17 Limitations of Individual-Level Risk Research focus for past 30 years – Plurality of HIV/AIDS studies of MSM report Sexual risk behaviors (# male sex partners, UAI, etc) Drug use behaviors (IDU, poppers, meth, crack, etc) Risk does not explain observed disparities in HIV infection (Harawa, 2004) Can ignore context that influences behavior Reinforces blaming the victim Groups first affected by the epidemic. Homophobia, stigma, and discrimination play an important but complex role.

18 Psychological & Social Correlates Depression associated with serodiscordant UAI Prevention peer norms – Low peer norms associated with increased likelihood of unprotected receptive anal intercourse (OR = 2.14; 95% CI = 1.32, 3.47) unprotected insertive anal intercourse (OR = 1.90; 95% CI = 1.15, 3.14)

19 Discrimination Racial discrimination and homophobia – Black MSM with more integrated racial/ sexual identities report Higher self-esteem Greater HIV prevention self-efficacy Greater social support Greater life satisfaction Con of studies examining homophobia and discrimination – Very weak associations (distal, no relationship, poor measures) – Endpoint generally UAI (not serodiscordant UAI, HIV incidence, or HIV testing) – Lack of interventions to address these issues – Timeliness of intervention effects

20 Discrimination Belief that homosexuality is always wrong – Among blacks, proportion who indicated that homosexuality was "always wrong" was 72.3% in 2008 and largely unchanged since the 1970s – Declined among whites from 70.8% in 1973 to 51.6% in 2008 Racial differences among MSM and belief that homosexuality is always wrong – Twice as many black MSM reported that homosexuality is "always wrong" compared with white MSM (57.1% versus 26.8%, P = 0.003). Association between belief homosexuality is always wrong and HIV testing – MSM with unfavorable attitudes toward homosexuality were less likely to report ever testing for HIV compared with MSM with more favorable attitudes Examined link between social support and undiagnosed HIV infection among black and Latino MSM Black and Latino MSM with less social support were more likely to be diagnosed with HIV infection Black MSM who were more religious were more likely to have unrecognized infection (ByH, unpublished) Intervention possibilities – Increase social support for black MSM – Address homophobia among black heterosexuals – Gap: No effective stigma interventions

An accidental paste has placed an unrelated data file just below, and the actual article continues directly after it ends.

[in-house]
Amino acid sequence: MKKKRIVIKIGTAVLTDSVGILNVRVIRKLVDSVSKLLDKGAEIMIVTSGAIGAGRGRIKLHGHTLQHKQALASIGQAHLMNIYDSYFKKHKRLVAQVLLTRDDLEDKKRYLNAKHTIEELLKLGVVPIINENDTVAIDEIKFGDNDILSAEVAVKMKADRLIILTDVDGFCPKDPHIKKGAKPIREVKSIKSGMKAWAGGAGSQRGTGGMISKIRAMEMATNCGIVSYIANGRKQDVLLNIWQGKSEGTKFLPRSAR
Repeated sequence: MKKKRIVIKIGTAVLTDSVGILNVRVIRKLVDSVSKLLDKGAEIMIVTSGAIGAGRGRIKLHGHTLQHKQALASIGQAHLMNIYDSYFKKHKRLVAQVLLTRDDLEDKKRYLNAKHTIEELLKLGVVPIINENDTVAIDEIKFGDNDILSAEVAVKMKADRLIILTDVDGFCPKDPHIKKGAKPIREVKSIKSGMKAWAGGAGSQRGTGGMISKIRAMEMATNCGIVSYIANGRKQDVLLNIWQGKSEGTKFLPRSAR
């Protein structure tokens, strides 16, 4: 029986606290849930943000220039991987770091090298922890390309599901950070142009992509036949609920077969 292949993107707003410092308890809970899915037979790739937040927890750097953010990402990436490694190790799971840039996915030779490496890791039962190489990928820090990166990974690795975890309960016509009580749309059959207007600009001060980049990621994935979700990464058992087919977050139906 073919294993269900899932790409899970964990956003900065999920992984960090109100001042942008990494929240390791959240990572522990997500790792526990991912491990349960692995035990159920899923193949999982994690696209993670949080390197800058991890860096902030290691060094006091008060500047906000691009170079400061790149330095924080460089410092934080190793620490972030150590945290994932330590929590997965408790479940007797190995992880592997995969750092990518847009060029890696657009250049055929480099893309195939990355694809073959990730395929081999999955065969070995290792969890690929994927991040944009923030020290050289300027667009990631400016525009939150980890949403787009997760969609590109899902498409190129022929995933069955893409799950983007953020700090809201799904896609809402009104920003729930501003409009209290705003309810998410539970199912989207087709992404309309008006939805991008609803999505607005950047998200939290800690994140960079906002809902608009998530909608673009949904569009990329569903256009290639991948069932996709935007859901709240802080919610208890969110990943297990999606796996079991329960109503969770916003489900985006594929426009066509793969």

21 *P<.05 versus White MSM High levels of mistrust is associated with medication nonadherence among black men CONSPIRACY Beliefs

22 Physical Abuse Intimate partner violence and black MSM Association with HIV infection? Childhood sexual abuse is associated with HIV infection in several studies of MSM High rates of childhood sexual abuse reported by black MSM

23 Possible intervention implications – Influencing peer norms – Utilizing trusted persons/ CBOs to disseminate information on HIV prevention – Utilizing health navigators for people who test positive – Short-term and effective interventions to address depression/ anxiety? Psychological Correlates

24 The Role of Networks Characteristics of sex partners coupled with background prevalence influences transmission risk – Older partners – Black partners – Earlier sexual debut Concurrency not associated with HIV infection – Concurrency does not explain greater risk Black partners not a sufficient explanation for disparities Black MSM couples engage in less risk than other same race couples interracial couples with one black partner

25 The Role of Networks Black MSM prefer black partners (Clerkin, 2011) Other MSM prefer non-black partners (Raymond, 2009)